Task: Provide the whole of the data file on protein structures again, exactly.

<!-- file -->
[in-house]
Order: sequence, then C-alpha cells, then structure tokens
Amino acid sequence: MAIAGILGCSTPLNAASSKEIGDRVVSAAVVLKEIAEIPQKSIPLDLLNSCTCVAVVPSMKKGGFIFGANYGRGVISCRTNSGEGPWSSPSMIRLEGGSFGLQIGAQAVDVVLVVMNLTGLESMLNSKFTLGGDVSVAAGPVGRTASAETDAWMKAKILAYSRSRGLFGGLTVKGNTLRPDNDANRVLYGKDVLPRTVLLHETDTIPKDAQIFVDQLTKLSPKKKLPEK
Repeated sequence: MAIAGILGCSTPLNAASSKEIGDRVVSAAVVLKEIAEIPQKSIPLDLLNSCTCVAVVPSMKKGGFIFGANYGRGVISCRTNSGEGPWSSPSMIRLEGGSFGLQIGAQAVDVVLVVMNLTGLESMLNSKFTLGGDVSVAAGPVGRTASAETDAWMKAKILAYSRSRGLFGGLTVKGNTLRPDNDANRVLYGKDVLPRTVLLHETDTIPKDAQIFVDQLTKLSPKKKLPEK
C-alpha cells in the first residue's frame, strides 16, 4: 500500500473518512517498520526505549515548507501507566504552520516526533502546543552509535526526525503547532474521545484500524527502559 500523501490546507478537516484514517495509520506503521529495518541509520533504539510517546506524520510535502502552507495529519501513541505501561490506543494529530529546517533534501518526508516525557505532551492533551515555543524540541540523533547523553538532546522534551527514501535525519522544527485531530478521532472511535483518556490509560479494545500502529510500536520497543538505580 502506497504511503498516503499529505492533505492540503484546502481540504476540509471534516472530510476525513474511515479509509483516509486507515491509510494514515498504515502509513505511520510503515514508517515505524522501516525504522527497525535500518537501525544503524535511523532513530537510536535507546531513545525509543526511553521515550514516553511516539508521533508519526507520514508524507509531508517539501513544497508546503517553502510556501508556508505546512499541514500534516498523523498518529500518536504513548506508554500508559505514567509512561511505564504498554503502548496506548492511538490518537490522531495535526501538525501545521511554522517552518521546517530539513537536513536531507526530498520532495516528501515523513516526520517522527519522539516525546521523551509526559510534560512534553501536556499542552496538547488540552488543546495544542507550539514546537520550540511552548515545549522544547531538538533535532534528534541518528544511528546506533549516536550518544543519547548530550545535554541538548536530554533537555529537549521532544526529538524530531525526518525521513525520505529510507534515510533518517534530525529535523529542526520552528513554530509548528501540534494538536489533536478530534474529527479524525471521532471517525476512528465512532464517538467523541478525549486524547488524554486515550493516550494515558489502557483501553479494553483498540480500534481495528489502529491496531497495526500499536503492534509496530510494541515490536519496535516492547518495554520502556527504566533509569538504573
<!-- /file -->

[in-house]
Order: sequence, then C-alpha cells, then structure tokens
Amino acid sequence: MAIAGILGCSTPLNAASSKEIGDRVVSAAVVLKEIAEIPQKSIPLDLLNSCTCVAVVPSMKKGGFIFGANYGRGVISCRTNSGEGPWSSPSMIRLEGGSFGLQIGAQAVDVVLVVMNLTGLESMLNSKFTLGGDVSVAAGPVGRTASAETDAWMKAKILAYSRSRGLFGGLTVKGNTLRPDNDANRVLYGKDVLPRTVLLHETDTIPKDAQIFVDQLTKLSPKKKLPEK
Repeated sequence: MAIAGILGCSTPLNAASSKEIGDRVVSAAVVLKEIAEIPQKSIPLDLLNSCTCVAVVPSMKKGGFIFGANYGRGVISCRTNSGEGPWSSPSMIRLEGGSFGLQIGAQAVDVVLVVMNLTGLESMLNSKFTLGGDVSVAAGPVGRTASAETDAWMKAKILAYSRSRGLFGGLTVKGNTLRPDNDANRVLYGKDVLPRTVLLHETDTIPKDAQIFVDQLTKLSPKKKLPEK
C-alpha cells in the first residue's frame, strides 16, 4: 500500500473518512517498520526505549515548507501507566504552520516526533502546543552509535526526525503547532474521545484500524527502559 500523501490546507478537516484514517495509520506503521529495518541509520533504539510517546506524520510535502502552507495529519501513541505501561490506543494529530529546517533534501518526508516525557505532551492533551515555543524540541540523533547523553538532546522534551527514501535525519522544527485531530478521532472511535483518556490509560479494545500502529510500536520497543538505580 502506497504511503498516503499529505492533505492540503484546502481540504476540509471534516472530510476525513474511515479509509483516509486507515491509510494514515498504515502509513505511520510503515514508517515505524522501516525504522527497525535500518537501525544503524535511523532513530537510536535507546531513545525509543526511553521515550514516553511516539508521533508519526507520514508524507509531508517539501513544497508546503517553502510556501508556508505546512499541514500534516498523523498518529500518536504513548506508554500508559505514567509512561511505564504498554503502548496506548492511538490518537490522531495535526501538525501545521511554522517552518521546517530539513537536513536531507526530498520532495516528501515523513516526520517522527519522539516525546521523551509526559510534560512534553501536556499542552496538547488540552488543546495544542507550539514546537520550540511552548515545549522544547531538538533535532534528534541518528544511528546506533549516536550518544543519547548530550545535554541538548536530554533537555529537549521532544526529538524530531525526518525521513525520505529510507534515510533518517534530525529535523529542526520552528513554530509548528501540534494538536489533536478530534474529527479524525471521532471517525476512528465512532464517538467523541478525549486524547488524554486515550493516550494515558489502557483501553479494553483498540480500534481495528489502529491496531497495526500499536503492534509496530510494541515490536519496535516492547518495554520502556527504566533509569538504573